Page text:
titration, prescribe six units of the titration dose. Evaluate each
new dose over several episodes of breakthrough cancer pain (generally 1-2
days) to determine whether new dose provides adequate efficacy with acceptable
adverse events. Incidence of side effects is likely to be greater during
initial titration period.

Administration: Immediately before use, open foil package with
scissors. Place unit between cheek and lower gum, occasionally moving drug
matrix from one side to another using handle. Unit should not be chewed;
if chewed or swallowed, lower peak concentration and bioavailability may
occur. Advise patient to consume unit over 15 min; longer or shorter
consumption time may lead to lesser efficacy.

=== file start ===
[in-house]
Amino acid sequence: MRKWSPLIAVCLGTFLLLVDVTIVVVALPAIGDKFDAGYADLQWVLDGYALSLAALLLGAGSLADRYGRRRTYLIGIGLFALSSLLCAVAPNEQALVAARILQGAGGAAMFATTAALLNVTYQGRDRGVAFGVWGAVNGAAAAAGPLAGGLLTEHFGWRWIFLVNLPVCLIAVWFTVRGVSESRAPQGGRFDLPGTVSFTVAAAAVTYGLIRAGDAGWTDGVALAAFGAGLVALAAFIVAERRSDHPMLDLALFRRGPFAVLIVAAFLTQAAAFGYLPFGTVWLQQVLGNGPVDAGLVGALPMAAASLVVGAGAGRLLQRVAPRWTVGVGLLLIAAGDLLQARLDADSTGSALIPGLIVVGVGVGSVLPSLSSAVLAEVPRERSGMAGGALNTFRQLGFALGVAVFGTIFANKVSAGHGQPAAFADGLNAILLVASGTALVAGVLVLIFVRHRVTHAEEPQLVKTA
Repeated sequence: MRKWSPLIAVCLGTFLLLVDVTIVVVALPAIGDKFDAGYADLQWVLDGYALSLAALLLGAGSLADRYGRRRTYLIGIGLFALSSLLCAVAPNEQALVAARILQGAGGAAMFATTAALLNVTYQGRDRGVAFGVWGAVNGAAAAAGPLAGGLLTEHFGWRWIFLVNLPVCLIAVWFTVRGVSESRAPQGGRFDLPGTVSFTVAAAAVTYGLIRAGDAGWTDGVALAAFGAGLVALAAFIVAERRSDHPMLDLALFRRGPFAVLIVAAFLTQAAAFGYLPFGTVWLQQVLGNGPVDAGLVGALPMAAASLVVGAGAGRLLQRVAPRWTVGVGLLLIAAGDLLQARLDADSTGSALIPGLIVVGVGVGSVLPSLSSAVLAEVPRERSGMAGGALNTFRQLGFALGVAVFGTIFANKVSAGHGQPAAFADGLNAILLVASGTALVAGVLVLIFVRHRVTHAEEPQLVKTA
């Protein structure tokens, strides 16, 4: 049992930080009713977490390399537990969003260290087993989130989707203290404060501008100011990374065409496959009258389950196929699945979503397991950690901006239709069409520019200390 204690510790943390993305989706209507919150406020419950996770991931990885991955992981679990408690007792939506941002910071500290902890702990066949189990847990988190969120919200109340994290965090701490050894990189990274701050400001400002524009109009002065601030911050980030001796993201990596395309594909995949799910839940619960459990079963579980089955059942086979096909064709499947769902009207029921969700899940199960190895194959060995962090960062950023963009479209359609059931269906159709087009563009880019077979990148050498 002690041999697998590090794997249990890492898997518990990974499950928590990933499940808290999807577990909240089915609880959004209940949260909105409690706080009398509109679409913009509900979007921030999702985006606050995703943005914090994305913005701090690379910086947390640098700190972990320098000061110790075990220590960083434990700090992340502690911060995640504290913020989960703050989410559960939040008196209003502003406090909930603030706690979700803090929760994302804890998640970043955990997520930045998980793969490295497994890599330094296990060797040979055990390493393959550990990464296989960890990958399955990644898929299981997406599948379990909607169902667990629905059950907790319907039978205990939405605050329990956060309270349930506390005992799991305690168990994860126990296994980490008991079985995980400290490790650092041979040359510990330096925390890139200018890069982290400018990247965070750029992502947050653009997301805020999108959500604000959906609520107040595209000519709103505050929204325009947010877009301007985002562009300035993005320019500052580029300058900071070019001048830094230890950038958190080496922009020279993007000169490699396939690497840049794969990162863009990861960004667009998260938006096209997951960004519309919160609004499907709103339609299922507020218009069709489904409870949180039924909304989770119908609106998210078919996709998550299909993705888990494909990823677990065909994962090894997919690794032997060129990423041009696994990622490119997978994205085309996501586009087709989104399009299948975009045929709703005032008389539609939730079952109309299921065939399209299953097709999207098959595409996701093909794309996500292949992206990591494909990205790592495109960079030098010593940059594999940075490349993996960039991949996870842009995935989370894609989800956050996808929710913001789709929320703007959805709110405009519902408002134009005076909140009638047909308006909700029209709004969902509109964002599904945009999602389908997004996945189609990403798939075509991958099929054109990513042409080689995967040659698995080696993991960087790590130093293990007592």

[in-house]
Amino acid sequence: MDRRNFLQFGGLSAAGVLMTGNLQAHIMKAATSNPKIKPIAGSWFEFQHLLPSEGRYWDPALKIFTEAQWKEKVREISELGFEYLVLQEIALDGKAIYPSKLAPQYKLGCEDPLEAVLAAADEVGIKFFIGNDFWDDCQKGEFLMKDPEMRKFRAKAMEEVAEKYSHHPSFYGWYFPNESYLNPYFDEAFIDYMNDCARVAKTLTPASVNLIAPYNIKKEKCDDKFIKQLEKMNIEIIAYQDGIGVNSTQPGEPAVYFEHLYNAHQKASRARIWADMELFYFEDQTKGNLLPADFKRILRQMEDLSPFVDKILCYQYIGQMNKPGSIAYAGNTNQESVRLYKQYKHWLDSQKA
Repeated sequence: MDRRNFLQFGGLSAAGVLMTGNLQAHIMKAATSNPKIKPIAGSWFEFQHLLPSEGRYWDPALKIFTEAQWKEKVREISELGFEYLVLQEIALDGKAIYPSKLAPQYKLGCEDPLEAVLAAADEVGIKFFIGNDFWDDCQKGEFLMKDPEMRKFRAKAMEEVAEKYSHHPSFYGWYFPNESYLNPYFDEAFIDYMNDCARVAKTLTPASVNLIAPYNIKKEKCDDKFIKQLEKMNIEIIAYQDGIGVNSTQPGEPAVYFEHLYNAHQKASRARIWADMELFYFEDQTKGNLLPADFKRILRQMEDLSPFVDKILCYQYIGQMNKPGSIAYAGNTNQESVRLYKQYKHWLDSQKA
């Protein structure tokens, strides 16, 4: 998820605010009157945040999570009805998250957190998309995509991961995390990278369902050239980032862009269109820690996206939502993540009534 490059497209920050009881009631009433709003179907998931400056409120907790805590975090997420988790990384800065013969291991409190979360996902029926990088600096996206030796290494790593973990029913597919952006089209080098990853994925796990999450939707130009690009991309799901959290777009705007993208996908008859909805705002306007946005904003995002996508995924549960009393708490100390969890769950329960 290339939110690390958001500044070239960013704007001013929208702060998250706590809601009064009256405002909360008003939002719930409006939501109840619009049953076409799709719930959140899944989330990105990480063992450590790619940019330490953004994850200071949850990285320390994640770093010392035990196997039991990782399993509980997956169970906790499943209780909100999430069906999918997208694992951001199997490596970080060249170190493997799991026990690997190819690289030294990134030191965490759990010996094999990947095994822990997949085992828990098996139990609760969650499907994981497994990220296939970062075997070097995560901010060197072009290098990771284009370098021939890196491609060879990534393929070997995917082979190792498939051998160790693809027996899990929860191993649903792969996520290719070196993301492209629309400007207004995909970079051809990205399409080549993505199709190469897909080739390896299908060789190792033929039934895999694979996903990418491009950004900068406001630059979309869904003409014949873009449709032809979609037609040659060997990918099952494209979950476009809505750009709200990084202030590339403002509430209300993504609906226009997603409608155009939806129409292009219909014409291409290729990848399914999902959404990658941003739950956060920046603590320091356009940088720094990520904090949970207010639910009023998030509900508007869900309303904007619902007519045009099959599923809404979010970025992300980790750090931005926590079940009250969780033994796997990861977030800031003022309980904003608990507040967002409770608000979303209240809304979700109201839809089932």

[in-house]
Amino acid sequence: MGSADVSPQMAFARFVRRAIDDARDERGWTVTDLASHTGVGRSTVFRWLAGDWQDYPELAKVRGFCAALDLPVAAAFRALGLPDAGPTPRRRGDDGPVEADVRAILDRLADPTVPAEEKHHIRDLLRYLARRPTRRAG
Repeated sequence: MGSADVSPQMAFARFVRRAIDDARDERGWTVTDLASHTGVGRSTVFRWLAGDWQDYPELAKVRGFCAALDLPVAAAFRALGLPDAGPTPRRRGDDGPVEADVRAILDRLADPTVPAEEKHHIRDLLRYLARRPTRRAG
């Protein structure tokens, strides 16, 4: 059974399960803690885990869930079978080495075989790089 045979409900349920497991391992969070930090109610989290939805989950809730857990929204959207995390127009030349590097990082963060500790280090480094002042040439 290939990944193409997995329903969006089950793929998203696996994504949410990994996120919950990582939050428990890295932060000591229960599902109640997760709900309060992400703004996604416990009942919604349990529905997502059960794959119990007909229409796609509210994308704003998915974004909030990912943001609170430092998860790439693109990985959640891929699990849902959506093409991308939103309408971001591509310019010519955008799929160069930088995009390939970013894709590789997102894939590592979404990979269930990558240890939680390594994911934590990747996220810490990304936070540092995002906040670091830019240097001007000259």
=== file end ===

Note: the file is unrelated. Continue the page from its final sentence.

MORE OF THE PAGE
Titration of dosage: Individually titrate to a dose providing
adequate analgesia and minimal side effects. If signs of excessive opioid
effects appear before unit is consumed, remove dosage unit from patient’s
mouth immediately, dispose of unit properly, and decrease subsequent doses.
Patients should record their use of drug over several episodes of breakthrough
cancer pain and review their experience with their physicians.

Maximum daily dose: Once successful dose has been found, limit
consumption to four or less units/day. If consumption increases above this
level, reevaluate dose of long-acting opioid used for persistent cancer

Dosage adjustment: Dosage adjustment of both fentanyl and the
maintenance opioid analgesic may be needed to continue to provide adequate
relief of breakthrough cancer pain (see "Increasing
," above). Consider increasing around-the-clock opioid dose
used for persistent cancer pain in patients who have over four breakthrough
cancer pain episodes daily.

Disposal of units: Advise patients to dispose of completely used
and partially used units. After complete consumption of unit and total
dissolution of matrix, throw handle away in a trash container out of reach